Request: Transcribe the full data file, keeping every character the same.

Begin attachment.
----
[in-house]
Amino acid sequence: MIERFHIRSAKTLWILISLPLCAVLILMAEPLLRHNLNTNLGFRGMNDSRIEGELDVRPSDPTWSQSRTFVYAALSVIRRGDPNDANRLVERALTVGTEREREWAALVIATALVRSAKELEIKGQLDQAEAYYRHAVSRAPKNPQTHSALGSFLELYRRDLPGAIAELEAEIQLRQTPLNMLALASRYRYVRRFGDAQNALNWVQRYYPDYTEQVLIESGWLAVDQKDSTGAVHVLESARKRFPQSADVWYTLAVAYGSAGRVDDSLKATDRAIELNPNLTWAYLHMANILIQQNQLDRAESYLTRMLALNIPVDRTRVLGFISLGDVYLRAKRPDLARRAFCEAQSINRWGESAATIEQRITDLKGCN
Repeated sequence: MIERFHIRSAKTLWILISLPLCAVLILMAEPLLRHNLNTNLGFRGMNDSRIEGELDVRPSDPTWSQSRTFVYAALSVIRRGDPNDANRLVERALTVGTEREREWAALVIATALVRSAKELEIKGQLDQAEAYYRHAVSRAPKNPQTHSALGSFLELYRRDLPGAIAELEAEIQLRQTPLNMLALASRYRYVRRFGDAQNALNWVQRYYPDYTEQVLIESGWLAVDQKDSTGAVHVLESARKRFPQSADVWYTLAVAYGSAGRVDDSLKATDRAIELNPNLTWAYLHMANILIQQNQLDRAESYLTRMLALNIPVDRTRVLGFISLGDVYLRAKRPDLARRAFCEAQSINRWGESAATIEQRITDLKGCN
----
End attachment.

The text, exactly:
[in-house]
Amino acid sequence: MIERFHIRSAKTLWILISLPLCAVLILMAEPLLRHNLNTNLGFRGMNDSRIEGELDVRPSDPTWSQSRTFVYAALSVIRRGDPNDANRLVERALTVGTEREREWAALVIATALVRSAKELEIKGQLDQAEAYYRHAVSRAPKNPQTHSALGSFLELYRRDLPGAIAELEAEIQLRQTPLNMLALASRYRYVRRFGDAQNALNWVQRYYPDYTEQVLIESGWLAVDQKDSTGAVHVLESARKRFPQSADVWYTLAVAYGSAGRVDDSLKATDRAIELNPNLTWAYLHMANILIQQNQLDRAESYLTRMLALNIPVDRTRVLGFISLGDVYLRAKRPDLARRAFCEAQSINRWGESAATIEQRITDLKGCN
Repeated sequence: MIERFHIRSAKTLWILISLPLCAVLILMAEPLLRHNLNTNLGFRGMNDSRIEGELDVRPSDPTWSQSRTFVYAALSVIRRGDPNDANRLVERALTVGTEREREWAALVIATALVRSAKELEIKGQLDQAEAYYRHAVSRAPKNPQTHSALGSFLELYRRDLPGAIAELEAEIQLRQTPLNMLALASRYRYVRRFGDAQNALNWVQRYYPDYTEQVLIESGWLAVDQKDSTGAVHVLESARKRFPQSADVWYTLAVAYGSAGRVDDSLKATDRAIELNPNLTWAYLHMANILIQQNQLDRAESYLTRMLALNIPVDRTRVLGFISLGDVYLRAKRPDLARRAFCEAQSINRWGESAATIEQRITDLKGCN